It is ironic that a film primarily concerned with political disillusion can be so deluded about the dynamics of the cultural landscape when especially in Japan, the form was rapidly evolving at the hands of filmmakers like Akira Kurosawa, Yasujiro Ozu, and Kenji Mizoguchi. In the early 50s (sometimes referred to as the Golden Age of Asian Cinema), Ozu was redefining cinematographic simplicity, Mizoguchi was exploring spacial dimensions in ways that would change cinema forever; in the neighbouring country, Satyajit was receiving worldwide acclaim over his serene painterly observations of abject poverty.

So why did Kobayashi stick to the melodramatic ruses of old? The director was used to making films for Shochiku Studio with social messages heavy-handedly driven home using stagey tropes. Shochiku was known for its shinpa melodramas (shinpa is a type of Japanese theatre that made its way into cinema). The Human Condition —his first film for Ninjin Club, an independent film company— seems to be the pivot of his filmmaking career.

“They (Ninjin Club) didn’t want a cinematographer in contract with the Shochiku. They wanted the best cinematographer in Japan, so we asked Miyajima.”  –Masaki Kobayashi

Looking at the three films, one finds Kobayashi going through a maturing phase. One of the major reasons for this, of course, is the work of cinematographer Yoshio Miyajima —this was their first collaboration— whose stark chiaroscuro visuals lend much-needed abstraction to the otherwise overbearing work. After The Human Condition, Kobayashi’s films took on a nuanced solemnity, unfazed by trivialities of exposition and helping the audience along. This shift in approach is apparent in his 1962 masterpiece Harakiri which happens to be much shorter, much tighter, and at the same time, offers a lot of breathing space.

“I was basically trained under the Shochiku system which gave the director free reign. But making this film with an independent production company, made me realize for the first time that it’s a collaborative effort involving the whole crew. My films began to change after that realization.”  –Masaki Kobayashi

The Human Condition (Source:

In 1960, Breathless introduced the world to the modern pop film and in the process, freed cinema from the clutches of histrionic theatrics. Though theatre continued to influence the medium, by the early 60s, the cinematograph had started to forge a distinct visual language. The last film of the trilogy came out in 1961 and though a high-end cultural wave was driving cinema towards fresher pastures, the mainstream audiences were still prone to simpler, straight-forward films (they almost always are).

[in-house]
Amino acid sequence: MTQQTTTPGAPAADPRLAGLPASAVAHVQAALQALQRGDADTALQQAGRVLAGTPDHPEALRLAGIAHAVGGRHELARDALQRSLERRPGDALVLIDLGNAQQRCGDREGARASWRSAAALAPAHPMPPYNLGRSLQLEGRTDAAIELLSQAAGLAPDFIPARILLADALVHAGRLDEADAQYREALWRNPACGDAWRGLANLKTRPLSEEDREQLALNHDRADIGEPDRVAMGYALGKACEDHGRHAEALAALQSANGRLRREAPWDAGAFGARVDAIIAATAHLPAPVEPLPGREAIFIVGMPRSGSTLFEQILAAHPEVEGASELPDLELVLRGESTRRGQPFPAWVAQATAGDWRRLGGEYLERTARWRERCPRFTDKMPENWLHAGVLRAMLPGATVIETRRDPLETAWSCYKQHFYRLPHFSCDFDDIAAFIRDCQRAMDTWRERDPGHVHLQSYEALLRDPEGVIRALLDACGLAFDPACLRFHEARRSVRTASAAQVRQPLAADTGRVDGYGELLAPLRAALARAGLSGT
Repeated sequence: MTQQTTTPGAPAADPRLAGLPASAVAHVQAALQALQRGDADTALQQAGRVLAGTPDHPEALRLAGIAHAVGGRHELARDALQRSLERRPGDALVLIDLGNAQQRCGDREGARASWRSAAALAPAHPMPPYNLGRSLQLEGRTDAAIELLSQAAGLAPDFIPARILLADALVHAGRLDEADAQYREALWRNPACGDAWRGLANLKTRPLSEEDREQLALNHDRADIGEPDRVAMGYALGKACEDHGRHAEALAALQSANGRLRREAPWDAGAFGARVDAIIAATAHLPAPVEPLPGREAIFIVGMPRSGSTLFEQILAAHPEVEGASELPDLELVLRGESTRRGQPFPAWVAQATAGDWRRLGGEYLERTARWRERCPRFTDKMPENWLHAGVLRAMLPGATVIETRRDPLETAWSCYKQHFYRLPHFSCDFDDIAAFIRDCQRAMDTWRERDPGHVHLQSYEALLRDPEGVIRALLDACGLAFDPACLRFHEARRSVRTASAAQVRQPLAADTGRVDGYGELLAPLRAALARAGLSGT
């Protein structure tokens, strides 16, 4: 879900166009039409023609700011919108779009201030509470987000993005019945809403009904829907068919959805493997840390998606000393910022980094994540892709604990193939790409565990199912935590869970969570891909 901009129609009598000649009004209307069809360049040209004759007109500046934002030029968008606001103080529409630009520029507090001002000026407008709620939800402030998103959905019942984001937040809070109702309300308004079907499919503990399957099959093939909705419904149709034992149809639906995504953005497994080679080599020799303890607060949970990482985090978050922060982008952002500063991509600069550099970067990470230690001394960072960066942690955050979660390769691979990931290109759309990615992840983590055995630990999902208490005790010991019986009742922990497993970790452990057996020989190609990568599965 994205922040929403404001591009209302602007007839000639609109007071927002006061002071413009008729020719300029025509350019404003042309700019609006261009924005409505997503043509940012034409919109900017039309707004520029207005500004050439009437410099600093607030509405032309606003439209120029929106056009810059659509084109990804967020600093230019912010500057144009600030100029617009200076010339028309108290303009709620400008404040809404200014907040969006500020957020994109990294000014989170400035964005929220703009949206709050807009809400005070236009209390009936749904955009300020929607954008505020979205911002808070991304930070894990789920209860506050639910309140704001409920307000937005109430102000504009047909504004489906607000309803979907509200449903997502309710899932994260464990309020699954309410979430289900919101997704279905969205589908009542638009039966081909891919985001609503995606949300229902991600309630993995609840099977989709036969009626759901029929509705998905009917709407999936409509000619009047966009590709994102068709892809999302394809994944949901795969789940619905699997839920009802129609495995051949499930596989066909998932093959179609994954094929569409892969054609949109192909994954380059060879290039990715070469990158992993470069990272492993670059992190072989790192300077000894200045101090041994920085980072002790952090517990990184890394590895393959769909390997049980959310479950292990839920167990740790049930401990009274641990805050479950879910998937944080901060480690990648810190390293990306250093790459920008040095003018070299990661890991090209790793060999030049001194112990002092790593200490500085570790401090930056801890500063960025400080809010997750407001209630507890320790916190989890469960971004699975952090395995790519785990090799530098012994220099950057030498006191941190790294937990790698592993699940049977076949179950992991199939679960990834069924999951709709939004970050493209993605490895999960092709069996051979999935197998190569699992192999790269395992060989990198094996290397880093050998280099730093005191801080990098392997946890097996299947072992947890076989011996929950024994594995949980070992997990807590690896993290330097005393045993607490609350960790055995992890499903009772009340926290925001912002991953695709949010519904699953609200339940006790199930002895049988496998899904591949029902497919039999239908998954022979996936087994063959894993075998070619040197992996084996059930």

In the context of cultural innovation, one cannot help but scrutinize the Pandora box of the film’s existence. It probes us to be pragmatic in our struggles, to adjust with the changing times, all the while revering the old-school approach that was diminishing at the time. Just like its protagonist, it is naively resolute towards its ambitions even when they cannot be realistically arrived at. Not only does it ignore the faulty merits of its beliefs, but it also goes on to denounce all that is happening around it. Imagine a whining specimen of an ancient species refusing to go extinct even when natural selection commands it so! A futile protest indeed.

“Time is very cruel. Only some films survive.” –Bela Tarr

Upon reflection, it becomes clear how out of place and credulous it really is, just like the Japanese in World War II. One wonders if that contributes to the film’s status as a forgotten artefact. At the precipice of cinema’s timely evolution, Kobayashi’s epic shows us the path not taken, a final word on cinema’s potential as a function of theatre.

The Human Condition (Source:

The Human Condition I: No Greater Love. 1959. [film] Directed by M. Kobayashi. Japan: Ninjin Club, Shochiku Studio.

The Human Condition II: Road to Eternity. 1959. [film] Directed by M. Kobayashi. Japan: Ninjin Club, Shochiku Studio.

The Human Condition III: A Soldier’s Prayer. 1961. [film] Directed by M. Kobayashi. Japan: Ninjin Club, Shochiku Studio.

[Interview by 992719643 767037177 M. Kobayashi]. (2017). Retrieved 2020, from 

[Interview by 992731221 767043984 T. Nakadai]. (2017). Retrieved 2020, from

Whyte, J., n.d. The Human Condition Blu-Ray Review | Cine Outsider. [online] Available at: <> [Accessed 18 October 2020].